Examining the state of our nation right now can lead someone to be very fearful.  I wonder what the future will be like for my family, the country and the nature that shares this planet. But it’s not enough for me to conserve what I have, look out for my own, and hunker down.  Everything that I have learned teaches me that by sharing our knowledge, pooling our resources and pulling together will be the winning ingredients to a healthy, sustainable future.

                Sustainability has become a euphemism for the economy, for energy, for the environment; but if it has to be more than that.  If we are going to create a truly sustainable world, we have to revive the very skills that got us this far.  Most people believe that is a self-reliance ethic, to the point of being a “prepper.”  But if we only regard our immediate families in our planning, we ignore the tasks ahead, those of repairing roads, buildings and the infrastructure that has degraded over the years. “Conventional prepping,” also ignores the biological fact that humans are social animals, needing a diverse community in order to thrive.  We need to revive our culture, not just survive a calamity.

                Be a revivor, not just a survivor.  Survivor indicates a sad circumstance with daily struggles. Revivor conjures an image of hope, vigor and affirmation. That is what is needed to make a strong, vital future.  And contrary to the thoughts of many, those self-reliance skills have not disappeared, nor has the sense of community.  It just has gotten buried under a blanket of self-centeredness and convenience. The skills reside in the minds of our seniors and those who have been gathering those skills, and most would love to share. With income leveling out, and pensions dwindling, why not pay our talented neighbors to teach us their skills and knowledge.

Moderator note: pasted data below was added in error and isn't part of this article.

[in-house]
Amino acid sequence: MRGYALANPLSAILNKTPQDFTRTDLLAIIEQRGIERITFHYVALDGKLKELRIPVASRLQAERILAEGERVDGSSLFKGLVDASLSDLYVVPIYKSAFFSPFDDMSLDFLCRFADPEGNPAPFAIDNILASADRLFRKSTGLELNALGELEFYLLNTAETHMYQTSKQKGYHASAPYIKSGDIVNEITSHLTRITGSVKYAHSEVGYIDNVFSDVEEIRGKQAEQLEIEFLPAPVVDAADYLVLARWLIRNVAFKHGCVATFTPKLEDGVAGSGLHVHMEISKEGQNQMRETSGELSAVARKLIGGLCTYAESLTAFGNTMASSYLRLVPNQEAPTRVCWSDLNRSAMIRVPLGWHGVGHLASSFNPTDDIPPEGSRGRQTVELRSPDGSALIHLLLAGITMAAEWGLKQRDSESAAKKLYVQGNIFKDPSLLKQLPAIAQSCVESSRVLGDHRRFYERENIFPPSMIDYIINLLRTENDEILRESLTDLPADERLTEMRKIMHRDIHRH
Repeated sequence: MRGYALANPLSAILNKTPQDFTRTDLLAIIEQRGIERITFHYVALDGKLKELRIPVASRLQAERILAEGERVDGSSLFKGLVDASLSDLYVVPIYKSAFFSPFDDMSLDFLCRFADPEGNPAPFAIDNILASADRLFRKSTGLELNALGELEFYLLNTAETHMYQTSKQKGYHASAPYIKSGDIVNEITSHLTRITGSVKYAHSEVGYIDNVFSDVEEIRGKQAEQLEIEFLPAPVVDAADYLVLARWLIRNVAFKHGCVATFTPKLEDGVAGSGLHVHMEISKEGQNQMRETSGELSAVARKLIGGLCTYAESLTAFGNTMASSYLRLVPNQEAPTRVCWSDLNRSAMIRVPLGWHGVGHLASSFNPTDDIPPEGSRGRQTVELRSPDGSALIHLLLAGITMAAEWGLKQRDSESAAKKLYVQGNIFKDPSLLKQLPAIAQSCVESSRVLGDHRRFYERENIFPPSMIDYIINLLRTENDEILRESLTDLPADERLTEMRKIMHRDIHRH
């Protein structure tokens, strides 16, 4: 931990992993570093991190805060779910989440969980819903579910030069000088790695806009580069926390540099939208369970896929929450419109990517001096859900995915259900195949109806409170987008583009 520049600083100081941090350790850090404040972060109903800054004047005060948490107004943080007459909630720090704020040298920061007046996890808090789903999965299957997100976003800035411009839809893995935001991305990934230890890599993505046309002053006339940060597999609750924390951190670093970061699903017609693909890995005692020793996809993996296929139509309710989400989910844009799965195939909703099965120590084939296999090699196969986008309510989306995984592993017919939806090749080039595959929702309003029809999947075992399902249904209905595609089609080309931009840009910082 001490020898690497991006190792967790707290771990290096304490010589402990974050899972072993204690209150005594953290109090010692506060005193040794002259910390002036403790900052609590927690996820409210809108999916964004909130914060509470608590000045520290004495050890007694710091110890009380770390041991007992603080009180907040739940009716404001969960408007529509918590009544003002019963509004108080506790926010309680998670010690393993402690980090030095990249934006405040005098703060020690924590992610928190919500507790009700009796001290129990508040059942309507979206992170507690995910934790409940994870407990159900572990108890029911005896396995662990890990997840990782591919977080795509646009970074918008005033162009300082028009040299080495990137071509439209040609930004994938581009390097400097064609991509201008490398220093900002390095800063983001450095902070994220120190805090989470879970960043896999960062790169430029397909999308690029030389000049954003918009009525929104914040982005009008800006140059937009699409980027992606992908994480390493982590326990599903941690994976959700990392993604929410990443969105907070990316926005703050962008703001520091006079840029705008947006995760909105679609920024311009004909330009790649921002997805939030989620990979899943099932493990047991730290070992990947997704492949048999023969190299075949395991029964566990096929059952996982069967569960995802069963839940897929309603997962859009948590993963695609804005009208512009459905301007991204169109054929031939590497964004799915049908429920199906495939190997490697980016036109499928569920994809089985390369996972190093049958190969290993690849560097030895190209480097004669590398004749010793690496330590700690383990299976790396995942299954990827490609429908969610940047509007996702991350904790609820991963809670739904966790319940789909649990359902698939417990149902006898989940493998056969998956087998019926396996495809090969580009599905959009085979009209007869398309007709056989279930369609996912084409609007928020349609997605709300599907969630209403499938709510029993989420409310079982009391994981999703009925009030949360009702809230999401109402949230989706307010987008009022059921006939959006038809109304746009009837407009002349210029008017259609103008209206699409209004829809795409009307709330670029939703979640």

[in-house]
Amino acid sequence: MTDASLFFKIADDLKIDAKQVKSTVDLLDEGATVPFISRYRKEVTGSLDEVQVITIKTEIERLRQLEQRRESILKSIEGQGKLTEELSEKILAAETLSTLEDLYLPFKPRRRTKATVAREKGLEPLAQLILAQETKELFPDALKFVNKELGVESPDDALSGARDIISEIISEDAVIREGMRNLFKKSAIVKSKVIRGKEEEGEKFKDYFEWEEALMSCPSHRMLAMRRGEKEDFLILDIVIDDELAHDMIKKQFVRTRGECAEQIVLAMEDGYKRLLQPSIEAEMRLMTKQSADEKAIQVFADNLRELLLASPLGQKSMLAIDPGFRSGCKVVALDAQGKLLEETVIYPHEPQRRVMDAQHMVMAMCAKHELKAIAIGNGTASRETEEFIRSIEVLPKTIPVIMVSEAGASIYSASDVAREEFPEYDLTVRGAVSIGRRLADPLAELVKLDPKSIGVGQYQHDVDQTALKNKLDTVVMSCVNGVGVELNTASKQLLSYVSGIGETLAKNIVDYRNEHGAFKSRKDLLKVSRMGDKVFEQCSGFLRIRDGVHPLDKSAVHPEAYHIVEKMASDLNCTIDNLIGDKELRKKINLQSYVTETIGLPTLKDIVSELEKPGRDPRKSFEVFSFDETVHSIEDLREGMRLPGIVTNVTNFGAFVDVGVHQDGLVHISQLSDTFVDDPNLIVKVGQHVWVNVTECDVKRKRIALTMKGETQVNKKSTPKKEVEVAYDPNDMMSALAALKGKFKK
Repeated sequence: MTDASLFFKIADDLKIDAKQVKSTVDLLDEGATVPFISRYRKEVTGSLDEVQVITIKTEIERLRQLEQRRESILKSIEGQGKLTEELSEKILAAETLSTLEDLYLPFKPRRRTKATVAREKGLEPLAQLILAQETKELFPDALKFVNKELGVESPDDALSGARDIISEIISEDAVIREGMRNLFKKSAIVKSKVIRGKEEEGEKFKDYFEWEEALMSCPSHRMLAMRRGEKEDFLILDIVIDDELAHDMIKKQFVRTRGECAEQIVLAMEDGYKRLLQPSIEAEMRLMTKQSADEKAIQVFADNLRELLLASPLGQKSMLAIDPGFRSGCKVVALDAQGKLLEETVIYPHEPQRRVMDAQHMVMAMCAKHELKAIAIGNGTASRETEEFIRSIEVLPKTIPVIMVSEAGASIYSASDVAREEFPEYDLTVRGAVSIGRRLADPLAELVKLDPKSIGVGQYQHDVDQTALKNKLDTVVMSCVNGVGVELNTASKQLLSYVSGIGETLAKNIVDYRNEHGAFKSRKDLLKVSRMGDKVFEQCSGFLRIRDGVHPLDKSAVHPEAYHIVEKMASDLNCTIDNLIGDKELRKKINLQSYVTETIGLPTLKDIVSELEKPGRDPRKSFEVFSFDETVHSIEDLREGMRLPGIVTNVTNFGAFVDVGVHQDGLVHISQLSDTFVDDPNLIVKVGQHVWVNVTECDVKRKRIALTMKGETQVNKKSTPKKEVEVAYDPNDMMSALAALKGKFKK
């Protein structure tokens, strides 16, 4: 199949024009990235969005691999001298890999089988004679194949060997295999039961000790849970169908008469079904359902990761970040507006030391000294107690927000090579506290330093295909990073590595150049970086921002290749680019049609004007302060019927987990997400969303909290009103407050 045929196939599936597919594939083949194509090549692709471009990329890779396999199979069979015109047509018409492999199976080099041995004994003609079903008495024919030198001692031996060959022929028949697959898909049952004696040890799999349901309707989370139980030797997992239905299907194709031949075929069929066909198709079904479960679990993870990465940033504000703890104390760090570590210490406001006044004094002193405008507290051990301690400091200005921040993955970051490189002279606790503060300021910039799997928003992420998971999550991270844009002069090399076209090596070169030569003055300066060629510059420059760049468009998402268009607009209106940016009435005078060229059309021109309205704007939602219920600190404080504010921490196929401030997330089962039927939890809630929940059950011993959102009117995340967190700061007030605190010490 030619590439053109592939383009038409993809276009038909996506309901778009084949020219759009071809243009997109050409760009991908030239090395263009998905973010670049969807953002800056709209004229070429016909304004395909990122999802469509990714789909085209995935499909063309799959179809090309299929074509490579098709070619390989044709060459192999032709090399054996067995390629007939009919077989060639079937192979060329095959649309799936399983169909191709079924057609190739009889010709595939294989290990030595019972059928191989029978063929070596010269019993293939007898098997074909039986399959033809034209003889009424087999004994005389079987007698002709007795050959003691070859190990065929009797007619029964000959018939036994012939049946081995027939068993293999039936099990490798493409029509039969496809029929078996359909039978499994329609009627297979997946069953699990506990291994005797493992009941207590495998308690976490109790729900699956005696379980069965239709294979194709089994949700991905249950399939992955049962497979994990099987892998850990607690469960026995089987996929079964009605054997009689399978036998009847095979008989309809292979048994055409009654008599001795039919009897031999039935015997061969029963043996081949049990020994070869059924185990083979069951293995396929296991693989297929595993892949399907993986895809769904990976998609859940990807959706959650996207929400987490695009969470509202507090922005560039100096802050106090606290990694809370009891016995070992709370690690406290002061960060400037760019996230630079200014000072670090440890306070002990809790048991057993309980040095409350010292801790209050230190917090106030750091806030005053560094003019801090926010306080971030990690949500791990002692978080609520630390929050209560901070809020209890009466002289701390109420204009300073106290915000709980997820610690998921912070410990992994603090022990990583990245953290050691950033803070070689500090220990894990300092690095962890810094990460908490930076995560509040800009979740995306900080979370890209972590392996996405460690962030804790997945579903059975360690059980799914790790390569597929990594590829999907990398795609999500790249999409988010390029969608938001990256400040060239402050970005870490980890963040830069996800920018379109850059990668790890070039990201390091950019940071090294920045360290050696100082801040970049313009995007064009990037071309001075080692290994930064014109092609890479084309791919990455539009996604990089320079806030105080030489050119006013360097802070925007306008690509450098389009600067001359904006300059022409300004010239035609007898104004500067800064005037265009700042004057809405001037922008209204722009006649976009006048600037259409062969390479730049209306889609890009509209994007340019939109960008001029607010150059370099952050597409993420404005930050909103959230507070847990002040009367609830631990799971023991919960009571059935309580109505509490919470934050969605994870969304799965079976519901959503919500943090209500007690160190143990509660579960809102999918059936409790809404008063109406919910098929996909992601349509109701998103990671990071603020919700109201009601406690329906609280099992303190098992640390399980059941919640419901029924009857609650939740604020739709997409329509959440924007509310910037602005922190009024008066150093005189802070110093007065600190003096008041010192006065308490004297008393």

For many, like those of us Central New England, we cannot limit ourselves to our own town limits. Even in the earlier years of our nation there were very local settlements that people might visit daily, and there were those a bit further away. Those were usually with less than a hour’s wagon ride, so that feed runs could be made, or goods taken to market, and still have “daylight to burn,” upon return.  And then there “county seats,” and “towns,” that were a day’s ride away, but might be visited monthly or so. These were the major markets, the department stores and major government centers. There was enough there to make travel worthwhile because a whole day’s work was lost in traveling there.

                That same type of “local” makes sense again, in a world where fuel is expensive, both in price and in consequence.  It also increases the opportunities for people to expand their small business markets, to make friends where they might not have met before.  Living local doesn’t mean staying home. It just means looking at true costs, and finding alternatives where possible.

                We can revive our local community, economy and healthy environment, if we work together.  That’s what we’re working at North Country Sustainability Center.  Please show your “Revivor Spirit,” by donating a small amount to our operating and building funds so we can thank you with a sign of our gratitude. Want to see the “Thank you’s?”  Check out www.northcountrysustain.org/Revivor.html.

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